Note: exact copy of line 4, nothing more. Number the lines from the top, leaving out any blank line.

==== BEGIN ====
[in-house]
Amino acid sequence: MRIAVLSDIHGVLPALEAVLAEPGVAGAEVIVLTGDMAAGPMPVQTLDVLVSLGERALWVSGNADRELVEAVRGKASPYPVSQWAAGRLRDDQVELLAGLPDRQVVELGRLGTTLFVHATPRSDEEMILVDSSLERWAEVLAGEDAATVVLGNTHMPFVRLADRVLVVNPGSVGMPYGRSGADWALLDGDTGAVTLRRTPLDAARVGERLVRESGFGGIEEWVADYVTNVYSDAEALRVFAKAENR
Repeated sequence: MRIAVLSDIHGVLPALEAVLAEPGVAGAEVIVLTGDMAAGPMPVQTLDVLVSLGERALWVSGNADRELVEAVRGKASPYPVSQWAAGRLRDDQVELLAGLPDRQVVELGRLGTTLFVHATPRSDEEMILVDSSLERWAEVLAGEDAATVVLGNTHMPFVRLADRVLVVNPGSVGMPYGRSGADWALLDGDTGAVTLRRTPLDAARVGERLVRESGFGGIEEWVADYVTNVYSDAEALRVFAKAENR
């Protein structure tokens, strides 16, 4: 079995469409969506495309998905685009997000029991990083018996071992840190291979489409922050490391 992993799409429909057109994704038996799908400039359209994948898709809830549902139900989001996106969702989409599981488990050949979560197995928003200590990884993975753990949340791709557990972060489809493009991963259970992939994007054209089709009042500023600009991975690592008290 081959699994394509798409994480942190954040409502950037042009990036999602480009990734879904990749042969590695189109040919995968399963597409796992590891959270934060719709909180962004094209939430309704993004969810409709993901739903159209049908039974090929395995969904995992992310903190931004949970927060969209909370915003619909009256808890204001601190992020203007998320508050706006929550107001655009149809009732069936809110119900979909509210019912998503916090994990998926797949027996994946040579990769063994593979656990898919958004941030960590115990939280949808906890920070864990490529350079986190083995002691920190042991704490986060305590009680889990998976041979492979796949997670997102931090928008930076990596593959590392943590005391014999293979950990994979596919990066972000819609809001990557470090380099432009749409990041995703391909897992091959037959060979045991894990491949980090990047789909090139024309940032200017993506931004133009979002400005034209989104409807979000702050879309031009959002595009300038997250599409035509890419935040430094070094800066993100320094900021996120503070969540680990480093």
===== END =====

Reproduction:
């Protein structure tokens, strides 16, 4: 079995469409969506495309998905685009997000029991990083018996071992840190291979489409922050490391 992993799409429909057109994704038996799908400039359209994948898709809830549902139900989001996106969702989409599981488990050949979560197995928003200590990884993975753990949340791709557990972060489809493009991963259970992939994007054209089709009042500023600009991975690592008290 081959699994394509798409994480942190954040409502950037042009990036999602480009990734879904990749042969590695189109040919995968399963597409796992590891959270934060719709909180962004094209939430309704993004969810409709993901739903159209049908039974090929395995969904995992992310903190931004949970927060969209909370915003619909009256808890204001601190992020203007998320508050706006929550107001655009149809009732069936809110119900979909509210019912998503916090994990998926797949027996994946040579990769063994593979656990898919958004941030960590115990939280949808906890920070864990490529350079986190083995002691920190042991704490986060305590009680889990998976041979492979796949997670997102931090928008930076990596593959590392943590005391014999293979950990994979596919990066972000819609809001990557470090380099432009749409990041995703391909897992091959037959060979045991894990491949980090990047789909090139024309940032200017993506931004133009979002400005034209989104409807979000702050879309031009959002595009300038997250599409035509890419935040430094070094800066993100320094900021996120503070969540680990480093």